Web Date: September 19, 2011
Moving Discoveries From Lab to Market
President Barack Obama announced several new initiatives last Friday to speed up the transfer of research from the laboratory to the market. The announcements were made at Thomas Jefferson High School for Science & Technology in Alexandria, Va., during the signing of historic patent overhaul legislation (C&EN, Sept. 19, page 6).
The seven initiatives involve several federal agencies, universities, and private organizations. They are a mix of prizes to encourage commercialization, programs to enhance technology transfer, and entrepreneurial assistance efforts.
“This is the economy we need to build—one where innovation is encouraged, education is a national mission, and new jobs and businesses take root right here in America,” Obama said at the signing ceremony.
Two of the initiatives are aimed at accelerating drug development and helping biotech entrepreneurs. The first is a partnership between the National Institutes of Health, the Defense Advanced Research Projects Agency (DARPA), and the Food & Drug Administration. It aims to develop a chip to quickly screen drugs for toxicity and effectiveness. NIH plans to spend up to $70 million over the next five years to develop the drug-screening chip, and DARPA is expected to spend about the same amount. The effort is just one of many projects expected to be led by the proposed National Center for Advancing Translational Sciences, which is set to launch on Oct. 1 (C&EN, Feb. 14, page 25).
“Drug toxicity is one of the most common reasons why promising compounds fail,” NIH Director Francis S. Collins said in a statement. “We need to know which ones are safe and effective much earlier on in the process.”
The other drug-related initiative makes it easier for start-up companies to license technologies that are patented by NIH and FDA intramural researchers. To help start-up companies commercialize products from NIH and FDA inventions, NIH is decreasing the cost and amount of paperwork involved in obtaining a license agreement. Companies that are less than five years old and have fewer than 50 employees are eligible for the new start-up agreements. The effort is part of President Obama’s Startup America Initiative launched earlier this year.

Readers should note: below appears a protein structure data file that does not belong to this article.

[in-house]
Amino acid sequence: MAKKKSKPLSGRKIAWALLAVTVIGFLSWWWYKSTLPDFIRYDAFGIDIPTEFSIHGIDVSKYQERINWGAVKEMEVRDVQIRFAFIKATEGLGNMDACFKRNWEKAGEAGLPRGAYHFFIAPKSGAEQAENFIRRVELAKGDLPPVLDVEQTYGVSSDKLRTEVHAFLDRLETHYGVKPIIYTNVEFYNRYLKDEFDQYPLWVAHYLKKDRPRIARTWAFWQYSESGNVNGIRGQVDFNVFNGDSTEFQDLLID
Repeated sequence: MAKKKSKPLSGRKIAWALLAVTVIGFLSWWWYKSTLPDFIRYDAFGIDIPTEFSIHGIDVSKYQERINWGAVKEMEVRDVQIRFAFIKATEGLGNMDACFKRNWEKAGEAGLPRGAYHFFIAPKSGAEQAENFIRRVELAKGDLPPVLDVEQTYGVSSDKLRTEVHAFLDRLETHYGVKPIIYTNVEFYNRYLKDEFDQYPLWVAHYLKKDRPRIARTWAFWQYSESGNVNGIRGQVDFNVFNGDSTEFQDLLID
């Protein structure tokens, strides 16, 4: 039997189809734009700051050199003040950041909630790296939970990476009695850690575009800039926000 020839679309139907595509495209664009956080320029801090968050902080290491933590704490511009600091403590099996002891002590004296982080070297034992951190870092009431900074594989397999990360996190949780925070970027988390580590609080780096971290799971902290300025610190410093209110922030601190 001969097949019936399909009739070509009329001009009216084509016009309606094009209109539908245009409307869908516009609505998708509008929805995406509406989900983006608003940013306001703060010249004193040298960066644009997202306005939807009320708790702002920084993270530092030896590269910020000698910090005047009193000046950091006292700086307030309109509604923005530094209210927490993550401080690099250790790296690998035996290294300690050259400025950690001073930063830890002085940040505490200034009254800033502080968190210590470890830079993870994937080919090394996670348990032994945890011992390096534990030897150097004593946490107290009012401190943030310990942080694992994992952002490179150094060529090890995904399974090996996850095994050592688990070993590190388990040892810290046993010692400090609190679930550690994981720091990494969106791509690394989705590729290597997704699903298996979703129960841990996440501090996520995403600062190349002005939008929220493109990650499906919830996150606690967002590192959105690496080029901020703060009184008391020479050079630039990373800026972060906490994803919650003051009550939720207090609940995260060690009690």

Small businesses will also get a hand with from a collaborative pilot program by the U.S. Patent & Trademark Office, the National Science Foundation, and the Small Business Administration. The program will initially provide comprehensive intellectual property support to 100 NSF Small Business Innovation Research grant recipients, and it will engage external professionals to provide pro bono or low cost IP services to recipients.
To help facilitate tech transfer out of universities, Obama announced three other initiatives. The first launches the University Commercialization Prize, a $400,000 program supported by NSF, the Wallace H. Coulter Foundation, and the American Association for the Advancement of Science. The competition is intended to identify and promote incentives to adopt best practices that improve university commercialization efforts.
The Administration, with the aid of the Association of American Universities and the Association of Public & Land-Grant Universities, is working with 135 university leaders to bolster entrepreneurship by building stronger ties between academia and industry, investors, and federal agencies. And the Coulter Foundation is adding four new universities to its Translational Research Partnership program, which requires universities to set up endowments to encourage translational research.
The final initiative Obama announced is the development, by January 2012, of a “Bioeconomy Blueprint” detailing Administration-wide steps to harness biological research innovations to address national challenges of health, food, energy, and the environment.
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